On the face of it (and based on the court’s earlier precedents), so called enemy combatants, non-citizens, persona not having the benefit of permanent resident status,  who are being held during time of war by US military forces are not entitled to the benefit of a writ of habeas corpus.
Does the Bill of rights alter their status? Again, not on the face of it:
[][][]

“AMENDMENT FIVE

“No person shall be held to answer for a capital, or otherwise infamous crime, unless on a presentment or indictment of a Grand Jury, except in cases arising in the land or naval forces, or in the Militia, when in actual service in time of War or public danger; nor shall any person be subject for the same offence to be twice put in jeopardy of life or limb; nor shall be compelled in any criminal case to be a witness against himself, nor be deprived of life, liberty, or property, without due process of law; nor shall private property be taken for public use, without just compensation.”

“AMENDMENT SIX

“In all criminal prosecutions, the accused shall enjoy the right to a speedy and public trial, by an impartial jury of the State and district wherein the crime shall have been committed, which district shall have been previously ascertained by law, and to be informed of the nature and cause of the accusation; to be confronted with the witnesses against him; to have compulsory process for obtaining witnesses in his favor, and to have the Assistance of Counsel for his defence.”

“AMENDMENT XIV

“Section 1.

“All persons born or naturalized in the United States, and subject to the jurisdiction thereof, are citizens of the United States and of the State wherein they reside. No State shall make or enforce any law which shall abridge the privileges or immunities of citizens of the United States; nor shall any State deprive any person of life, liberty, or property, without due process of law; nor deny to any person within its jurisdiction the equal protection of the laws.”

[][][]

 

Justice Anthony Kennedy, a Regan appointee, has become the high court’s “swing vote” - the Supreme Court is otherwise evenly divided between four left of center justices (Ginsburg, Souter, Stevens and Breyer) and five right of center justices (Alito, Scalia, Thomas and Roberts).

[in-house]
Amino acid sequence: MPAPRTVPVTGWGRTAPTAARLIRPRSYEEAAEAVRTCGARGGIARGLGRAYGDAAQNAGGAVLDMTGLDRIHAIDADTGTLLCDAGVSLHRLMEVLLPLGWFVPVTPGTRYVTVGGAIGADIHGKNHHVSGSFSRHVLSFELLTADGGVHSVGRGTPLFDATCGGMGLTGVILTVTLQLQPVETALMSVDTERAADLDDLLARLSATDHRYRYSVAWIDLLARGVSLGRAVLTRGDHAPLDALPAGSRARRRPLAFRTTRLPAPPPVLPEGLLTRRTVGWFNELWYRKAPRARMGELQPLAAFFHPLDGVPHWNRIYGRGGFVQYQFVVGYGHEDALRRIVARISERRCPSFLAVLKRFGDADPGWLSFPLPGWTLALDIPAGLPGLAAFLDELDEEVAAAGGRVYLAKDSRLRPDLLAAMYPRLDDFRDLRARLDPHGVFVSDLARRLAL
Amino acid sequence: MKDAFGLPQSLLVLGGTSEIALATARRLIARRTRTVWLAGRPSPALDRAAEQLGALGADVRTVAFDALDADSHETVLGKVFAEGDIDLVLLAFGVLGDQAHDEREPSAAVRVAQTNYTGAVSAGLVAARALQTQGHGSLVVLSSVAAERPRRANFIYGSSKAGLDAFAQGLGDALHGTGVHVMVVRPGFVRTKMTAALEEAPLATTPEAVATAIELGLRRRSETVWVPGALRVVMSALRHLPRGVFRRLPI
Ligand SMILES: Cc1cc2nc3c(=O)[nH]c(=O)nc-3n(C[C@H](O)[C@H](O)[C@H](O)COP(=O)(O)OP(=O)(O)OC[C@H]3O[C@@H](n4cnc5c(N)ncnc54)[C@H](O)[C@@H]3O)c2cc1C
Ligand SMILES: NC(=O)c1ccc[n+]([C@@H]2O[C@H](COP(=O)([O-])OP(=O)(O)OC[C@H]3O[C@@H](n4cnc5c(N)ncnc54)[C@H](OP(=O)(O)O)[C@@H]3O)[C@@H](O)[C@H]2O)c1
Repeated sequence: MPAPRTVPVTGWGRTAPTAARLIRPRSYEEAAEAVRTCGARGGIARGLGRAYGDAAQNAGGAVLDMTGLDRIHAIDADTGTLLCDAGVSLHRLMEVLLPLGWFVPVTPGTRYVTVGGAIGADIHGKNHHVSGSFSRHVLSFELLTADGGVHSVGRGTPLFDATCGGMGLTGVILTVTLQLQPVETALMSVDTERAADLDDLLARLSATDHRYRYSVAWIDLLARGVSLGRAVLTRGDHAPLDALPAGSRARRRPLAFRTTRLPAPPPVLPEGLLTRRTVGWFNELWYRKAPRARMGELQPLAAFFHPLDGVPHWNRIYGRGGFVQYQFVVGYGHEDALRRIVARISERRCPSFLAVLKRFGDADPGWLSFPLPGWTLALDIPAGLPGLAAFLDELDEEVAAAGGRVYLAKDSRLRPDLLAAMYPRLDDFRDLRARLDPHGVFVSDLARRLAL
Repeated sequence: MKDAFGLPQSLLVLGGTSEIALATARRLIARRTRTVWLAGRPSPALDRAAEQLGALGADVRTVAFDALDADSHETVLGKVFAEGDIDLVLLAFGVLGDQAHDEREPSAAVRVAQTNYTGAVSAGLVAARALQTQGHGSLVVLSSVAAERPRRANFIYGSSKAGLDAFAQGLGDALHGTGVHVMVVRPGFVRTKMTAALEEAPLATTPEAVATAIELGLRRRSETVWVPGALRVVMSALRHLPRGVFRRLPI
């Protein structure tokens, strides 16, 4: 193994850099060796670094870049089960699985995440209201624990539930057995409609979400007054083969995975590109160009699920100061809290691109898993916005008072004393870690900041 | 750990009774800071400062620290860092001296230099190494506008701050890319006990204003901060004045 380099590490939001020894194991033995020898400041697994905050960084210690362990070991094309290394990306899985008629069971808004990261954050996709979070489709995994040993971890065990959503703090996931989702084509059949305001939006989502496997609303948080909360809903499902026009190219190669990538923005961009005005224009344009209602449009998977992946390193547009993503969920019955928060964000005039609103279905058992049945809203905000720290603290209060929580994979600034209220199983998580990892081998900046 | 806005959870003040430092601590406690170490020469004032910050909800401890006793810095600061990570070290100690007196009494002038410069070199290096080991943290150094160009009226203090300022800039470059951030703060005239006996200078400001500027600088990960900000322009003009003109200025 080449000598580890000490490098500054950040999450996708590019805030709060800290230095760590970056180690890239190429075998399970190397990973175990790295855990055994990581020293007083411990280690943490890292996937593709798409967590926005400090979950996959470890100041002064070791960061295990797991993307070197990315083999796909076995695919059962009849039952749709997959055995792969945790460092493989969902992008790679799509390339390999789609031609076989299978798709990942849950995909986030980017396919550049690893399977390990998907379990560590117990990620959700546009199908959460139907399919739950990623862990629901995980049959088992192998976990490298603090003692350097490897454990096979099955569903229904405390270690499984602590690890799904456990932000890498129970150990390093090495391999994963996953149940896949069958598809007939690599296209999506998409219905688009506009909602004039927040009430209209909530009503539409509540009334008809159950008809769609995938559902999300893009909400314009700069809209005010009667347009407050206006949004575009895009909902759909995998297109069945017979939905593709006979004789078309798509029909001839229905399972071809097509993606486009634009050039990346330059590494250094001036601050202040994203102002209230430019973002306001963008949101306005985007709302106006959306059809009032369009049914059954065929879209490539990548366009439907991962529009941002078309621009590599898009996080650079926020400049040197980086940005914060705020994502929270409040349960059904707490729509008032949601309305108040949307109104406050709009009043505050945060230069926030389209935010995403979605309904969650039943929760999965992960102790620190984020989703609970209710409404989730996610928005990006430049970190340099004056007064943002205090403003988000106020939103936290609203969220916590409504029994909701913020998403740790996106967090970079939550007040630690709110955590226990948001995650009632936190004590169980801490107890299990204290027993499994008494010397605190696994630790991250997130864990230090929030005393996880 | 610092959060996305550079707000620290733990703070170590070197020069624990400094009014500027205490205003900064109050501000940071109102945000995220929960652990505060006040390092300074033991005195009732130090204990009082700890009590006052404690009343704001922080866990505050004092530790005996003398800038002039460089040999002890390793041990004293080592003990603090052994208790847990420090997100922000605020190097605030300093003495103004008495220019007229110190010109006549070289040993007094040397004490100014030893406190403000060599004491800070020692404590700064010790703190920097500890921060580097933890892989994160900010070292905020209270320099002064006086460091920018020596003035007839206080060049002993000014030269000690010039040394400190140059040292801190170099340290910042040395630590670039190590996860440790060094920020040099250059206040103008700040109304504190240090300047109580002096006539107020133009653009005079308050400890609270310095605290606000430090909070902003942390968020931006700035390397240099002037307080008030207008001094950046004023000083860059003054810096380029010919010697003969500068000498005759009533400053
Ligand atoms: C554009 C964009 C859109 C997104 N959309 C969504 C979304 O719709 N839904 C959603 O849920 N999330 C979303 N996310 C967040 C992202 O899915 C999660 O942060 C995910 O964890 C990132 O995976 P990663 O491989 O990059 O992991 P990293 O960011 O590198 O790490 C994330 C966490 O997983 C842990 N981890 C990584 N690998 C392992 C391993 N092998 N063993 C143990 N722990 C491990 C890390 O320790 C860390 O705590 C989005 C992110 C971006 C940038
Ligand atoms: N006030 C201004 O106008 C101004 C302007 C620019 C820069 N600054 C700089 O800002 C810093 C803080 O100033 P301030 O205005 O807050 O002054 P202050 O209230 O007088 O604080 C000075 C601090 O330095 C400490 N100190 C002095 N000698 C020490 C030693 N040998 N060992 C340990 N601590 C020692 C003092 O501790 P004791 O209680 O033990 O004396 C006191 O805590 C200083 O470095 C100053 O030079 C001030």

In the majority opinion, Kennedy disputed that a period of “public danger” should be used to suspend access to the writ, given the protracted nature of the terrorist threat. 

 

Here is the core of his majority opinion:

 

[][][]

 

“Petitioners identify what they see as myriad deficiencies in the CSRT’s [referring to the authorized military hearing procedures afforded the Guantanamo prisoners] the most relevant being the constraints upon the detainee’s ability to rebut the factual basis for the Government's assertion that he is an enemy combatant. At the CSRT stage the detainee has limited means to find or present evidence to challenge the Government's case, does not have the assistance of counsel, and may not be aware of the most critical allegations that the Government relied upon to order his detention. His opportunity to confront witnesses is likely to be more theoretical than real, given that there are no limits on the admission of hearsay. The Court therefore agrees with petitioners that there is considerable risk of error in the tribunal's findings of fact. And given that the consequence of error may be detention for the duration of hostilities that may last a generation or more, the risk is too significant to ignore. Accordingly, for the habeas writ, or its substitute, to function as an effective and meaningful remedy in this context, the court conducting the collateral proceeding must have some ability to correct any errors, to assess the sufficiency of the Government's evidence, and to admit and consider relevant exculpatory evidence that was not introduced during the earlier proceeding.”

 

[][][]

 

Critics  of the decision – including trenchant dissents from Justices Roberts and Scalia -  point out that the majority have authorized an unprecedented judicial intervention in the treatment of foreign terror detainees without indicating just how much American style “due process” will result. 

 

Even majority seemed to recognize the scope of the possible mischief that may follow:

 

[][][]

 

 

“As to the third factor, we recognize, as the Court did in Eisentrager [The court’s earlier precedent denying the extra-territorial use of habeas], that there are costs to holding the Suspension Clause applicable in a case of military detention abroad. Habeas corpus proceedings may require expenditure of funds by the Government and may divert the attention of military personnel from other pressing tasks. While we are sensitive to these concerns, we do not find them dispositive.”

[Kennedy in the majority opinion.]

 

…and the majority also recognized the unprecedented nature of its current holding:

 

“It is true that before today the Court has never held that noncitizens detained by our Government in territory over which another country maintains de jure sovereignty have any rights under our Constitution.”

 

[][][]